Gerald Albright has a generous invitation for fans of his hit 2014 album: If you thought that mix of deep funk and simmering sensuality was a Slam Dunk, wait’ll you get a load of G. It’s that album’s high octane sequel, which draws even deeper connections to that in-your-face horn-section-magic, of classic bands like Earth, Wind & Fire and Tower of Power.
Early in his career, the versatile saxophonist was often told by his labels to “be funky, but not too funky” – but after 30 years at the top of his game as one of contemporary urban jazz’s core artists and sonic innovators, the eight-time Grammy nominee is letting loose like never before. What we get from G is nothing less than Genuine Gerald, with powerful support from his co-producer Chris “Big Dog” Davis and legendary special guests Michael McDonald and Doug E. Fresh.
When Albright titled his 2006 album New Beginnings, he was referring to the move he and his family made to Colorado after a lifetime in Southern California. Ten years later, he’s in a similar mode, blazing into the next phase of his storied career with the release of his first album ever as an indie artist, after decades on major and major affiliated labels. Like a lot of his peers in the genre, he realized that the business models of those big companies don’t fit into the current economic structures of urban jazz. Inspired by a loyal fan base of thousands throughout the world, he knew it was time to leverage his hard won success, step out in faith, and create a company that could not only release his music but also serve as a legacy for his family. Choosing the name Bright Music Records, just as in calling the album G, was not only a play on his name but also reflective of his great optimism in embarking on an endeavor that uniquely defines who he is.
G gets right down to business, celebrating his fresh start by titling the thick and feisty, brass fired and groove intensive opening jam “Taking Control.” He creates all the horn sections himself, texturing alto, tenor and baritone around the lead melody, while handling the thick bottom via bass guitar. With Davis (one of urban jazz’s top hit makers, who has worked with everyone from Najee to Maysa, Phil Perry, and Kim Waters) creating an array of keyboard sounds, Albright infuses many of the other tracks with a mix of horns and other instruments. His passionate, high flying soul-jazz fusion spin through Bill Withers’ classic “Lovely Day” features McDonald on lead vocals and G himself mixing alto, C flutes and bass flutes while holding down the spirited rhythms on bass. Likewise, the exotic, briskly paced old school horn-fired jam “We Came To Play (La Calle)” features G on alto, tenor, bass, a bass solo and C flutes. On the tight, edgy “G and Doug E.,” a whimsical self-portrait with Fresh fashioning a tribute to Albright in rhyme, G also plays the organ. The soaring, emotional power ballad “I Miss You” features the saxophonist on alto, tenor and bari, in addition to C flutes, alto flutes and bass flute and bass guitar. It also features his daughter Selina – a solo artist in her own right – on background vocals.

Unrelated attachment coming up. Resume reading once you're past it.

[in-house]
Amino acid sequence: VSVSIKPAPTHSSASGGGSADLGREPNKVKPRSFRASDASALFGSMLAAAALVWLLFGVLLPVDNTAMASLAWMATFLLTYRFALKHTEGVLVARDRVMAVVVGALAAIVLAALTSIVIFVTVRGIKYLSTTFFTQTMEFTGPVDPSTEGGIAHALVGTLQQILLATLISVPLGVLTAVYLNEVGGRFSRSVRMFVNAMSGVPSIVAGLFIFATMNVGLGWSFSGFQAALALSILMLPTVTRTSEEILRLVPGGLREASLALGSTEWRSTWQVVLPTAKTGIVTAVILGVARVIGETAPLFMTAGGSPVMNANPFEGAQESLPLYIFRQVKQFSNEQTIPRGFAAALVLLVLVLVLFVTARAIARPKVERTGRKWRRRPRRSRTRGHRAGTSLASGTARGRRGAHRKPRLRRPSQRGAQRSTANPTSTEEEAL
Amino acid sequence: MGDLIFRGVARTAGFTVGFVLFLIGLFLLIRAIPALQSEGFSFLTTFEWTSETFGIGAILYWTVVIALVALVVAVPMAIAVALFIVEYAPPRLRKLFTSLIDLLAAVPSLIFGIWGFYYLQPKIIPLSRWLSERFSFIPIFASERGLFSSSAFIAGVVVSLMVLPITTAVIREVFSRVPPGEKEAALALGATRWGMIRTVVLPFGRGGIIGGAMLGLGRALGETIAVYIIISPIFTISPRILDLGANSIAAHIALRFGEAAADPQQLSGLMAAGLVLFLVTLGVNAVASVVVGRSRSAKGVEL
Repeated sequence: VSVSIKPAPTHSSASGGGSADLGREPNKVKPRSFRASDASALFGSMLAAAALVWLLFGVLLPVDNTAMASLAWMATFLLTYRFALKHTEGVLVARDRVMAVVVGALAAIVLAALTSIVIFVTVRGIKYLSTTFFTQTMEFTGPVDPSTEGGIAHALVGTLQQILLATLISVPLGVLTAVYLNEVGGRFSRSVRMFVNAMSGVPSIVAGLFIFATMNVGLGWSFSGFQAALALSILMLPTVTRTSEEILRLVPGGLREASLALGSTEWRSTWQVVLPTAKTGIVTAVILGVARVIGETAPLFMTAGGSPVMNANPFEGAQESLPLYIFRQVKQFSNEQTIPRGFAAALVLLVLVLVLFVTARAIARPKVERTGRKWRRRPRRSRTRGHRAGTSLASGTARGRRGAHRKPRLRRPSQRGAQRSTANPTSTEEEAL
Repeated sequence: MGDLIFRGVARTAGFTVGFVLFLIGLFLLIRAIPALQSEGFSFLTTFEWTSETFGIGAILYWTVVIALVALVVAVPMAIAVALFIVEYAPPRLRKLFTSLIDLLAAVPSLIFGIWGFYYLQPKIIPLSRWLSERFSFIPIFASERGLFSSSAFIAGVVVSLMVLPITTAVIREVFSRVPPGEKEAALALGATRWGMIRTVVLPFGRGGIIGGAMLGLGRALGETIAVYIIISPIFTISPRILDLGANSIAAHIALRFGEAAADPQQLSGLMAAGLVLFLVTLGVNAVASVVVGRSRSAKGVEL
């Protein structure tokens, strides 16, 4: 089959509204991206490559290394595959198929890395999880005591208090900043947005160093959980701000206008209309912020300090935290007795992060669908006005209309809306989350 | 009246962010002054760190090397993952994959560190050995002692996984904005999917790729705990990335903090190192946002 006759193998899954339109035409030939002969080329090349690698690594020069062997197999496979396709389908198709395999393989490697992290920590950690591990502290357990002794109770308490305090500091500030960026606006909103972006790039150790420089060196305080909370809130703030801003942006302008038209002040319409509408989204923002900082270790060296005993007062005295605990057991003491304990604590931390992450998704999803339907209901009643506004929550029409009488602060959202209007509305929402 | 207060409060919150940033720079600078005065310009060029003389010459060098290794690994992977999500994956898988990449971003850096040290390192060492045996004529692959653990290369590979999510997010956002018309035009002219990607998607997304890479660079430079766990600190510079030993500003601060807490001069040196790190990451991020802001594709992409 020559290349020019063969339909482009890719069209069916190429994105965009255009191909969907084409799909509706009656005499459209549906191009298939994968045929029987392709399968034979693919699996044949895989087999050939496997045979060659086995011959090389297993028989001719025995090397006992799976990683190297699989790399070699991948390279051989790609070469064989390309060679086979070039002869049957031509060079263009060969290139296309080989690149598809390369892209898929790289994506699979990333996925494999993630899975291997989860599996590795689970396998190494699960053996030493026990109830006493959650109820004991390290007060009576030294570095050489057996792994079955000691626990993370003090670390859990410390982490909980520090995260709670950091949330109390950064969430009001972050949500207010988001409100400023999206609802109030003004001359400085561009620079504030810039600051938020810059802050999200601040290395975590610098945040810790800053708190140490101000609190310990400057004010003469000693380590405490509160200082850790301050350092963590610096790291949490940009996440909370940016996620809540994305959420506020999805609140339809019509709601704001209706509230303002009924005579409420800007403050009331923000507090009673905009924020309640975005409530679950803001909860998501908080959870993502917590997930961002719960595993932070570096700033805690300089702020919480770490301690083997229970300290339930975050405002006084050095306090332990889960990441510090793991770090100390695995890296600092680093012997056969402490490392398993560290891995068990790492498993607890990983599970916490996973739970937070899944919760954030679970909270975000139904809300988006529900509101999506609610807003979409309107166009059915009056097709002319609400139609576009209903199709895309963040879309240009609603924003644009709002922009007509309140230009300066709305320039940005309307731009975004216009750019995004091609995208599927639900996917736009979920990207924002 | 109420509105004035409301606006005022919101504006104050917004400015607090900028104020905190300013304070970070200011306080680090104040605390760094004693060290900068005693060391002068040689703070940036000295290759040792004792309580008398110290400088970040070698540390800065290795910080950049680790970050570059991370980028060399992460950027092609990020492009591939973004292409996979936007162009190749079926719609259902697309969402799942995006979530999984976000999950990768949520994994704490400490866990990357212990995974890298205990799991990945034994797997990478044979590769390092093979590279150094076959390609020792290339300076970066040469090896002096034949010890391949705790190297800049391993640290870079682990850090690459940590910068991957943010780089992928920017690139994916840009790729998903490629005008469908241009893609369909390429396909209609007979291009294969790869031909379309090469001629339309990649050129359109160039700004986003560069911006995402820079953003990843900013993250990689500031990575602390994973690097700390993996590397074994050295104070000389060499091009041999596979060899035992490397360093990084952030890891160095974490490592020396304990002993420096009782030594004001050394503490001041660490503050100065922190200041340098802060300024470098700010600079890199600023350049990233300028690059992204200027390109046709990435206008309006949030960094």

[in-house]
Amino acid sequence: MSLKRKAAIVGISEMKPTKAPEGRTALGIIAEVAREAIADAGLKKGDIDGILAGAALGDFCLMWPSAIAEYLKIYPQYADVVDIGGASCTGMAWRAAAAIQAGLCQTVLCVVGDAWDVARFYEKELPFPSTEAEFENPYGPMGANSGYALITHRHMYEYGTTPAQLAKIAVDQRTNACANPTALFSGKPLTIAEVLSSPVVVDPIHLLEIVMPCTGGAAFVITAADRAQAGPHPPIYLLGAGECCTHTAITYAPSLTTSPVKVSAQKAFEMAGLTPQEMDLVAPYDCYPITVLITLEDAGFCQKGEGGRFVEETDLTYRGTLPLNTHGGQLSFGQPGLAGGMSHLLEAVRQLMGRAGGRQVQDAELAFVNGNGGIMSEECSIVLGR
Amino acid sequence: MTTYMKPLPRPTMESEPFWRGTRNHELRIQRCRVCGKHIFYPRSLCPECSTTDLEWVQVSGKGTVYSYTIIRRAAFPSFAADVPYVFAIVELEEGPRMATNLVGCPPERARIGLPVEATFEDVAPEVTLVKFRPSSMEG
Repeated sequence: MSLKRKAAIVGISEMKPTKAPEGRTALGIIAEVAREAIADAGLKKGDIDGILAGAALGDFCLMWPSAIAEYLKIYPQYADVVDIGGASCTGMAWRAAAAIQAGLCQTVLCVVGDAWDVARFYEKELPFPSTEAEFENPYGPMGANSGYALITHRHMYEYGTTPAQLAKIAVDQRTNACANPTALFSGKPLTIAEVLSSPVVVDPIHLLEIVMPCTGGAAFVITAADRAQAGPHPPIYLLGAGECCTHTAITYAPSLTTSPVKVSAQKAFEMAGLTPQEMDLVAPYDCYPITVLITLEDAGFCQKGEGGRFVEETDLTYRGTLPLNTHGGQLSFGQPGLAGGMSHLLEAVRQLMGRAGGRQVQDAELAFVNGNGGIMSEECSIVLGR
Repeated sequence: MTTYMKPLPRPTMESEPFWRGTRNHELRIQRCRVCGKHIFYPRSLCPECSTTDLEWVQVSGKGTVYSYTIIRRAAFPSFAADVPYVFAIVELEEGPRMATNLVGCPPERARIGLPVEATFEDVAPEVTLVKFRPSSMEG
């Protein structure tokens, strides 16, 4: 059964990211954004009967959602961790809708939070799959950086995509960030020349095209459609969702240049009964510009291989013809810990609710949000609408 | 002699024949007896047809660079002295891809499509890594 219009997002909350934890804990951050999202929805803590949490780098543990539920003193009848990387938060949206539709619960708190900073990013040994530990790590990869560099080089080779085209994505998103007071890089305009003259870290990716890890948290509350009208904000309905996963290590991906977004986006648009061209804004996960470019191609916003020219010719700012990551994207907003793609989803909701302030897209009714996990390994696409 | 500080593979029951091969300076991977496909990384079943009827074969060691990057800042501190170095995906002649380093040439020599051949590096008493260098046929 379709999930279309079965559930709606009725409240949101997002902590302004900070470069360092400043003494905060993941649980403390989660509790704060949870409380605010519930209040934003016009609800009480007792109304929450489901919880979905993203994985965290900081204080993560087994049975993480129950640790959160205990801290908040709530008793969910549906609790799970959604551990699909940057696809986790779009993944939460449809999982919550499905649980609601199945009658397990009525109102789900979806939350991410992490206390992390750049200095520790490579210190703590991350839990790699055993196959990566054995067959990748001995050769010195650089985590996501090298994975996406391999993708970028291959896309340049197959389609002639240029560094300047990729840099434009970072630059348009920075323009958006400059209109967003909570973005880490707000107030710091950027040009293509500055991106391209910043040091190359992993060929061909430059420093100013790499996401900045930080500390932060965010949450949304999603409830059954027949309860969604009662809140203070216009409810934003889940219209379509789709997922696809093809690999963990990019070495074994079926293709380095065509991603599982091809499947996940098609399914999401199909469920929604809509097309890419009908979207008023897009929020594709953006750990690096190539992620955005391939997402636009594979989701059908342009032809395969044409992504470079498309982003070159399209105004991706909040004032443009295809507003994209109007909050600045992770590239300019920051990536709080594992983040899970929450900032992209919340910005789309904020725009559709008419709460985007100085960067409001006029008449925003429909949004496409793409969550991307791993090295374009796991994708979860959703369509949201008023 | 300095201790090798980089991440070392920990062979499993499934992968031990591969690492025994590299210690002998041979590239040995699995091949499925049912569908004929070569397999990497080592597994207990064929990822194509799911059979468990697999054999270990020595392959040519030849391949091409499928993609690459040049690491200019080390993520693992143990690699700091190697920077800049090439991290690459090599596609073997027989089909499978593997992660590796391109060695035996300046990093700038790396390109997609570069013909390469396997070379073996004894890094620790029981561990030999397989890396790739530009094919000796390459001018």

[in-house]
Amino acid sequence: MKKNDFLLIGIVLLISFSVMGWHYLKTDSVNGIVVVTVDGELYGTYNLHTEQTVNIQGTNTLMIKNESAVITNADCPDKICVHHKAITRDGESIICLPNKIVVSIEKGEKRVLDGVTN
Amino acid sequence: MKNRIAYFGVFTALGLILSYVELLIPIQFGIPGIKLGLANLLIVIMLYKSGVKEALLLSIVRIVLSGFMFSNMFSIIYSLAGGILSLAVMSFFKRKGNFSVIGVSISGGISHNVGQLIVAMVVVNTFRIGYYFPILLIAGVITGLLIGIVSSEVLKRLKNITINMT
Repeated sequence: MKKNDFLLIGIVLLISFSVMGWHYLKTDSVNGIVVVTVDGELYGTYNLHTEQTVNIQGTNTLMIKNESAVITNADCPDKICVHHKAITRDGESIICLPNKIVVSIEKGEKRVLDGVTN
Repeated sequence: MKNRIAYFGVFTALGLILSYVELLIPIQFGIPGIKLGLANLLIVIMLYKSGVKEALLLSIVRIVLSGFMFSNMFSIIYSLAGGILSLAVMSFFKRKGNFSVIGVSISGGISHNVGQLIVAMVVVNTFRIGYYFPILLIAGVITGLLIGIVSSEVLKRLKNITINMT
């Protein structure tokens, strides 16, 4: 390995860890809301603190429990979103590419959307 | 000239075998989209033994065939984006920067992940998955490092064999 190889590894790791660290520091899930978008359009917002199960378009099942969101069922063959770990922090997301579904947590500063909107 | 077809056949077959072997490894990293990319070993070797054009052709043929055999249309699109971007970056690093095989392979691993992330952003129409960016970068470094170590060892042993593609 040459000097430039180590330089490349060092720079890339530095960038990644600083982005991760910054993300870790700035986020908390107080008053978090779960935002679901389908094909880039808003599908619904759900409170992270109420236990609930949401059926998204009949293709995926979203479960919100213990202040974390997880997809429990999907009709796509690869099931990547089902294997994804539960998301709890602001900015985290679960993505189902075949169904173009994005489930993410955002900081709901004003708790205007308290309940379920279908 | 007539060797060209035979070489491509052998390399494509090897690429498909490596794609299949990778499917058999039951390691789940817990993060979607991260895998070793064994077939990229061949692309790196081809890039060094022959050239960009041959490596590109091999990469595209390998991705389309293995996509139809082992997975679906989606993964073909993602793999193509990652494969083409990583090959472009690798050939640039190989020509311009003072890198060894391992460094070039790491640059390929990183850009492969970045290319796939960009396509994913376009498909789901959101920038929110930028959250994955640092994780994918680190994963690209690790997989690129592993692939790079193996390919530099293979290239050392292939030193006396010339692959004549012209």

Other highlights on G include “Frankie B,” a simmering, horn-drenched light funk ode to his dear friend Frankie Beverly and one of Albright’s favorite bands, Maze; the mystical soul ballad “Boom Boom” and buoyant, free-wheeling horn explosion “Funkism,” both of which showcase G’s every deepening skills as a jazz improviser; a sly, seductive cover of Avant’s 2003 R&B vocal hit “Read Your Mind”; and the sensual, ambient “Closure”, a simply arranged ballad that wraps the set in a romantic mood.